Democrat File Photo
Tri-Valley’s Mareena DiMilia and Aric Boyes, shown above, were given permission by athletic director Derek Adams to compete in two sports in the same season. Most schools in Sullivan County allow the double dipping, but only to select students who can handle the extra time demands.
Story by Eli Ruiz and Kayla Greco
SULLIVAN COUNTY June 14, 2013 Athletes participating in multiple sports certainly doesn't qualify as some new phenomenom. There was of course Vincent "Bo" Jackson in the late 80s and very early 90s. Jackson played both professional football and baseball as a running back for the Los Angeles (now Oakland) Raiders and left field for the Kansas City Royals. Then there was "Neon" Deion Sanders, who like Jackson played both professional football and baseball for the Falcons and Braves of Atlanta.
Jackson and Sanders were pro athletes, though, and as impressive as their feat was, they played their respective sports in separate seasons, and baring injury, the two sports football and baseball had negligible influences on each other and were far enough apart on the calendar to not cause either player any scheduling conflicts.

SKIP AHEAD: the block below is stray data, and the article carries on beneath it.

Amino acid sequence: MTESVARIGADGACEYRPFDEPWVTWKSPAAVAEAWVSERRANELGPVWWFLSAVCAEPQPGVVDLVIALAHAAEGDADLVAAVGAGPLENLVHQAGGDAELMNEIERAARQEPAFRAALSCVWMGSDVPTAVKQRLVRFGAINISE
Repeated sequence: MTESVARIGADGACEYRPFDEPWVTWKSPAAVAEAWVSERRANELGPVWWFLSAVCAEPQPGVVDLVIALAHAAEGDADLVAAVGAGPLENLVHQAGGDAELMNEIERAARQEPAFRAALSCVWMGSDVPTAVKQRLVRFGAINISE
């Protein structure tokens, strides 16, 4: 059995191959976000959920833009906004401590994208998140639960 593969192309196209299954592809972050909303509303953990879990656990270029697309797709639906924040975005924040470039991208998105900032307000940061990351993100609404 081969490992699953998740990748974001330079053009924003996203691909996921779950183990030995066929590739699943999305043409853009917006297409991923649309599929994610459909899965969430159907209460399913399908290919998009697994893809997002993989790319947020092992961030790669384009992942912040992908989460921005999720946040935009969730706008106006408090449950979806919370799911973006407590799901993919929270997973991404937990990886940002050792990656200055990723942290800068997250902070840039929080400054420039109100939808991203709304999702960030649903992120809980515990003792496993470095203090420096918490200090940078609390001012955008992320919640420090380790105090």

But for several local high school athletes, it’s a different story. They not only partake in multiple sports, but do so in the same calendar season. At most schools, that is. Sullivan West does not let their athletes double dip. In general, the decision on whether or not to allow students to play two sports at one time seems to be left to the respective athletic directors or an athletic policy and not any overall school policy.
"Generally they ask me first," said Tri-Valley athletic director Derek Adams, who solely makes the decision at his school. "It's so few [the amount of requests], though, it really doesn't come up too much here. It really takes a special kind of student/athlete to pull it off," adds Adams.
Special indeed. Adams weighs factors such as academic course loads and possible scheduling conflicts before determining whether a student can play two sports at the same time.
For the athletes themselves, they simply love to play two sports that just happen to be scheduled at the same time.
"I do it because for some reason I really enjoy the challenge of managing my time effectively and fitting everything in, said Tri-Valley senior Mareena DiMilia, who has played multiple sports in the same season since she was a freshman. “I love keeping busy, but I absolutely love, love, love basketball. I also very much like track, so it kind of feels natural for me to do both. I just can't chose."
At Tri-Valley, DiMilia and others like Aric Boyes, who played baseball and threw the shot put simultaneously this spring, must declare which sport is their primary sport.
"This makes it clear which sport takes precedent over the other if any scheduling conflicts do take place," said Adams. "When a situation like that does come up, the coach for the primary sport can just say 'No, I need you here today.'"